Karyn Kusama’s “Destroyer” and The Portrayal of Moral Decay

By Zofia Wijaszka

Karyn Kusama was always most known from her direction of “Jennifer’s Body”. She later mostly directed television episodes such as “Casual”, “Chicago Fire”, etc. At the end of 2018, however, her newest picture had its premiere – the film titled “Destroyer” with Nicole Kidman in a leading role. Kusama decided to trust Phil Hay and Matt Manfredi, and they both wrote a script for the film. During Q&A after a special movie screening, the director herself admitted that she was genuinely impressed. The men portrayed a broken woman, not through their point of view, which was so crucial for “Destroyer”.

Meet Erin Bell (Nicole Kidman), the woman hurt by so many. Her hurt manifests in every aspect of her life – her approach to the world and people, way of walking and talking, even her outer appearance. Erin went through many more brutal situations than people her age, and viewers are about to find out soon what happened to her. How could one woman be so emotionally and physically wounded?

“There have been many films with a similar theme — a detached person seeking revenge while past knocking at the door. “Destroyer”, though, is unique. The film directed by a female director has an exceptional atmosphere.”

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When the police take the case of the murder, Erin Bell doesn’t seem to care at first. However, the woman begins to get invested when it turns out it’s her past that calls for the attention. She has to reconnect with the people from a former undercover mission to make peace and, most importantly – seek revenge.

There have been many films with a similar theme — a detached person seeking revenge while past knocking at the door. “Destroyer”, though, is unique. The film directed by a female director has an exceptional atmosphere. It’s dark, thrilling yet feels complete, especially at the end. Karyn Kusama desired to portray a broken woman who has nothing to lose; hence is the most dangerous. We have yet to see such a sophisticated depiction in these types of films.

Erin Bell fully represents the person destroyed by PTSD and the desire for revenge. As an LAPD detective, the woman was one of the best cadets in her time. That changed when she and co-worker, Chirs (Sebastian Stan) go undercover to investigate a gang in California, Los Angeles. Unfortunately, everything goes wrong, and she loses the love of her life. Since that day, everything in her life goes downhill. She’s an alone, depressed single mother. Erin’s PTSD and pessimistic attitude scares people away. From a determined woman, she becomes a shell of her old self. She transforms into the destroyer – of herself and everybody who attempts to help her. The transformation, as mentioned earlier, is the crucial matter in the motion picture.

Post-traumatic stress disorder only encourages revenge many years later – when Erin explores the new case of LAPD. Morality plays a significant role in Erin’s character development. The truth is that everything she does is immoral. Revenge itself is a sinful thing in our society. From the moment one is born, one learns that no matter what happens, you shall not seek revenge because it will only consume you. That’s precisely what happens to Erin Bell – moral decay.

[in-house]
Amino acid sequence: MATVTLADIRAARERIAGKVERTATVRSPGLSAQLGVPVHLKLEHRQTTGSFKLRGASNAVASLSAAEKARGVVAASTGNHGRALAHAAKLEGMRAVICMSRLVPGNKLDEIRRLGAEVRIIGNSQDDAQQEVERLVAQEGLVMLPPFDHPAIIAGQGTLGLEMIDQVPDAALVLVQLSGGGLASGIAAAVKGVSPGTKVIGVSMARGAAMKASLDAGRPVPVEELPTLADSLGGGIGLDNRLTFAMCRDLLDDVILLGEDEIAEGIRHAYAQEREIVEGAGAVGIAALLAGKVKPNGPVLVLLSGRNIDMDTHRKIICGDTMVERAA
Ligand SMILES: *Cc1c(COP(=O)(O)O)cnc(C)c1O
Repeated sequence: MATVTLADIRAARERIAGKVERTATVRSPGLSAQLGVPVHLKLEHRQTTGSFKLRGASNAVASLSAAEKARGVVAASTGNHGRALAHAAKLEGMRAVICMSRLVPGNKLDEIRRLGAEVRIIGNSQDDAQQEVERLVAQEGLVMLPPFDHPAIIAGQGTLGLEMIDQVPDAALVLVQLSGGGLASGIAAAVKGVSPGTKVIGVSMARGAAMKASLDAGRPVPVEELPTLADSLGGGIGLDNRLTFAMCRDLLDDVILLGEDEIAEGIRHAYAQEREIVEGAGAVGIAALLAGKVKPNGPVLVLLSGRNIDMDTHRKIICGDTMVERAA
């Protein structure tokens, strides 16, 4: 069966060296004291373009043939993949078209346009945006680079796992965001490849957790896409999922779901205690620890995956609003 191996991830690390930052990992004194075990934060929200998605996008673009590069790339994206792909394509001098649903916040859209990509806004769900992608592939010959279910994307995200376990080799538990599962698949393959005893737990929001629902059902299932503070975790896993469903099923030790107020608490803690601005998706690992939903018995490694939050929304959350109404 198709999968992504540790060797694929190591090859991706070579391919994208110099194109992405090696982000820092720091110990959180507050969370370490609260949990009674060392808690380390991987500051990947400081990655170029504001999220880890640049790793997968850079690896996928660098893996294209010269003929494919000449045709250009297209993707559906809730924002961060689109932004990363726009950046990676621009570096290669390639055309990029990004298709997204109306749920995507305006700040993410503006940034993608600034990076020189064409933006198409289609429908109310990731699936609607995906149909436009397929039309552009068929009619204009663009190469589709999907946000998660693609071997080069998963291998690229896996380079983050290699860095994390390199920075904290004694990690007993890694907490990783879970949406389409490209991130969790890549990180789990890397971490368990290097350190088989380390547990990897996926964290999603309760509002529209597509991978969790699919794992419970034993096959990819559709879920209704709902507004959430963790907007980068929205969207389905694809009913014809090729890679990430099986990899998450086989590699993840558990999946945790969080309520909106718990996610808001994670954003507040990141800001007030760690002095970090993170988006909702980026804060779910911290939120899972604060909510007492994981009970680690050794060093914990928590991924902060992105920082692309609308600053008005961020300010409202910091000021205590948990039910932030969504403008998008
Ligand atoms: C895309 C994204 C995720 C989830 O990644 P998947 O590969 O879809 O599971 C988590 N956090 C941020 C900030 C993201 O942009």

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The moral downfall was presented by many producers before. The perfect example of this term is Oliver Parker‘s “Dorian Gray” with Ben Barnes as the main character. As a young boy, Dorian moved his aging onto the portrait of himself. From this moment, the man doesn’t age. Instead of using his time for something useful like development, Dorian gets into the vortex of parties, sexual sensations, and self-indulgence. The portrait is the item that’s getting older. The film perfectly illustrates the term moral decay/downfall.

“Destroyer” is undoubtedly one of the best pictures that talk about morality and its lack, revenge, and mental state of one’s mind. And, by Karyn Kusama’s eye, it’s also supremely directed.”

This definition, in turn, unquestionably defines the character depicted by talented Nicole Kidman. All components described above make a wreck out of her humanity, but not only. Her outer persona changes almost unrecognizably. From an attractive woman, Erin turns into drinking, crumpled woman who appears a lot older than she really is. The woman wears the same clothes over and again; she barely eats or sleeps.

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During a Q&A, Kidman admitted that the leather jacket that character wears was actually worn by the actress all the time. It was supposed to give it a somewhat frayed, ragged look. Australian also stated that Erin Bell was one of the most significant roles for her to play. The actress was barely able to get out of the role, which helped her character to be even more authentic. Nicole Kidman’s older Erin took a long time as the characterization was elaborate. However, Kusama desired this role (younger and older) to be played by the same person. It gave the story more depth and insight.

The director contained a lot of close shots that were supposed to show every emotion that was so crucial to the plot. “Destroyer” received little recognition when, in fact, deserves applause. It’s not only an amazingly crafted story-line. It’s the way Kusama shows Erin Bell’s transformation. “Destroyer” is undoubtedly one of the best pictures that talk about morality and its lack, revenge, and mental state of one’s mind. And, by Karyn Kusama’s eye, it’s also supremely directed.

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